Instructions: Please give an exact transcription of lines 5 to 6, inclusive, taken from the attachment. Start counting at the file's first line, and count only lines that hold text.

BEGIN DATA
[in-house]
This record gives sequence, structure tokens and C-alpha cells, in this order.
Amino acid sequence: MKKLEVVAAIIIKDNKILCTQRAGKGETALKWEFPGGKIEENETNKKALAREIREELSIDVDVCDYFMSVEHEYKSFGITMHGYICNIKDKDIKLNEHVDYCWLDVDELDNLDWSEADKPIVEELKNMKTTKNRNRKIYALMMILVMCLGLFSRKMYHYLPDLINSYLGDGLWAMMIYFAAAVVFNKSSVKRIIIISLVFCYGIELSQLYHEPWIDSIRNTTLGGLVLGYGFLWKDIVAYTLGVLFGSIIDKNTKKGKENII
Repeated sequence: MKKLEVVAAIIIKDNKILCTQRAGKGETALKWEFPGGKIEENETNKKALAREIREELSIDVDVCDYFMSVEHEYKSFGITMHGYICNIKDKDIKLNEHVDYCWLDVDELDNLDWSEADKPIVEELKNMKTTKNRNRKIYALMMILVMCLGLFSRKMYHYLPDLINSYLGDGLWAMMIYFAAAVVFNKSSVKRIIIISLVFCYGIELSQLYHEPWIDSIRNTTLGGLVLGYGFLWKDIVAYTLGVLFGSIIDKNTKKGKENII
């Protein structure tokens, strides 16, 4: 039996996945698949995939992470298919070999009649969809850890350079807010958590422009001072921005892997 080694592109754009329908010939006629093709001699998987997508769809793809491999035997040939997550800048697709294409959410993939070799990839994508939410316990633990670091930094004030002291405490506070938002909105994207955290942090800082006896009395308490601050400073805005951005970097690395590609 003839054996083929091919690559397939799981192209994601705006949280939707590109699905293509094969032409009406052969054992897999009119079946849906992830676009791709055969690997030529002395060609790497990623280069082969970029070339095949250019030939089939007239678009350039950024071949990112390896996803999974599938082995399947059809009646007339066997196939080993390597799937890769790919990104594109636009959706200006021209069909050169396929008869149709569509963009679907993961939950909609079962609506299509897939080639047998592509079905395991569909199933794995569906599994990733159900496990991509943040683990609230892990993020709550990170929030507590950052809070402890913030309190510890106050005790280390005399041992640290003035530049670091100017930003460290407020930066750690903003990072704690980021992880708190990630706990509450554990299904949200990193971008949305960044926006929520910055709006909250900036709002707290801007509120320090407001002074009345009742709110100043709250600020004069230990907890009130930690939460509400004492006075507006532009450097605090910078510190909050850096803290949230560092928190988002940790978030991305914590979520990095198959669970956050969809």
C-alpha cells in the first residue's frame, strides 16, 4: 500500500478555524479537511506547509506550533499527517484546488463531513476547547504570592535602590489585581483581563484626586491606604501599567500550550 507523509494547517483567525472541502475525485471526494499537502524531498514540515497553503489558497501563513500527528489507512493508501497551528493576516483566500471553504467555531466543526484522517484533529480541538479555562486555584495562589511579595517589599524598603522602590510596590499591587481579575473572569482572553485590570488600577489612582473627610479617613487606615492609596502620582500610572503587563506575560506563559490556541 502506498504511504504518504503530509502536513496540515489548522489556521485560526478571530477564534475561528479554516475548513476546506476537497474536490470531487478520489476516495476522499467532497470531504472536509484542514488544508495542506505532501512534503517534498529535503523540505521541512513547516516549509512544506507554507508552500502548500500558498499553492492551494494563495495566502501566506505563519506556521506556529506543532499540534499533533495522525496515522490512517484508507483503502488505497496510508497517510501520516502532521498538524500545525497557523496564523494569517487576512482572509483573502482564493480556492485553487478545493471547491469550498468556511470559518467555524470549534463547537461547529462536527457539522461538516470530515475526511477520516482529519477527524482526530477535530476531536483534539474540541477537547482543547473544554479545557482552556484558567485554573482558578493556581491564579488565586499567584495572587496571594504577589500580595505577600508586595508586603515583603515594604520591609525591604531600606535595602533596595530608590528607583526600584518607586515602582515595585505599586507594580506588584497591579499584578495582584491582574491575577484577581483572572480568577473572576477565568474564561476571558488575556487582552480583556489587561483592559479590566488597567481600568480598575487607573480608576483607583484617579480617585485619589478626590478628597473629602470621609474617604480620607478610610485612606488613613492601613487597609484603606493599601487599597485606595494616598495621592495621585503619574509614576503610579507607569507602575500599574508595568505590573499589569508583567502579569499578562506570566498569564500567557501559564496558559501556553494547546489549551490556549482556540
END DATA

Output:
């Protein structure tokens, strides 16, 4: 039996996945698949995939992470298919070999009649969809850890350079807010958590422009001072921005892997 080694592109754009329908010939006629093709001699998987997508769809793809491999035997040939997550800048697709294409959410993939070799990839994508939410316990633990670091930094004030002291405490506070938002909105994207955290942090800082006896009395308490601050400073805005951005970097690395590609 003839054996083929091919690559397939799981192209994601705006949280939707590109699905293509094969032409009406052969054992897999009119079946849906992830676009791709055969690997030529002395060609790497990623280069082969970029070339095949250019030939089939007239678009350039950024071949990112390896996803999974599938082995399947059809009646007339066997196939080993390597799937890769790919990104594109636009959706200006021209069909050169396929008869149709569509963009679907993961939950909609079962609506299509897939080639047998592509079905395991569909199933794995569906599994990733159900496990991509943040683990609230892990993020709550990170929030507590950052809070402890913030309190510890106050005790280390005399041992640290003035530049670091100017930003460290407020930066750690903003990072704690980021992880708190990630706990509450554990299904949200990193971008949305960044926006929520910055709006909250900036709002707290801007509120320090407001002074009345009742709110100043709250600020004069230990907890009130930690939460509400004492006075507006532009450097605090910078510190909050850096803290949230560092928190988002940790978030991305914590979520990095198959669970956050969809």
C-alpha cells in the first residue's frame, strides 16, 4: 500500500478555524479537511506547509506550533499527517484546488463531513476547547504570592535602590489585581483581563484626586491606604501599567500550550 507523509494547517483567525472541502475525485471526494499537502524531498514540515497553503489558497501563513500527528489507512493508501497551528493576516483566500471553504467555531466543526484522517484533529480541538479555562486555584495562589511579595517589599524598603522602590510596590499591587481579575473572569482572553485590570488600577489612582473627610479617613487606615492609596502620582500610572503587563506575560506563559490556541 502506498504511504504518504503530509502536513496540515489548522489556521485560526478571530477564534475561528479554516475548513476546506476537497474536490470531487478520489476516495476522499467532497470531504472536509484542514488544508495542506505532501512534503517534498529535503523540505521541512513547516516549509512544506507554507508552500502548500500558498499553492492551494494563495495566502501566506505563519506556521506556529506543532499540534499533533495522525496515522490512517484508507483503502488505497496510508497517510501520516502532521498538524500545525497557523496564523494569517487576512482572509483573502482564493480556492485553487478545493471547491469550498468556511470559518467555524470549534463547537461547529462536527457539522461538516470530515475526511477520516482529519477527524482526530477535530476531536483534539474540541477537547482543547473544554479545557482552556484558567485554573482558578493556581491564579488565586499567584495572587496571594504577589500580595505577600508586595508586603515583603515594604520591609525591604531600606535595602533596595530608590528607583526600584518607586515602582515595585505599586507594580506588584497591579499584578495582584491582574491575577484577581483572572480568577473572576477565568474564561476571558488575556487582552480583556489587561483592559479590566488597567481600568480598575487607573480608576483607583484617579480617585485619589478626590478628597473629602470621609474617604480620607478610610485612606488613613492601613487597609484603606493599601487599597485606595494616598495621592495621585503619574509614576503610579507607569507602575500599574508595568505590573499589569508583567502579569499578562506570566498569564500567557501559564496558559501556553494547546489549551490556549482556540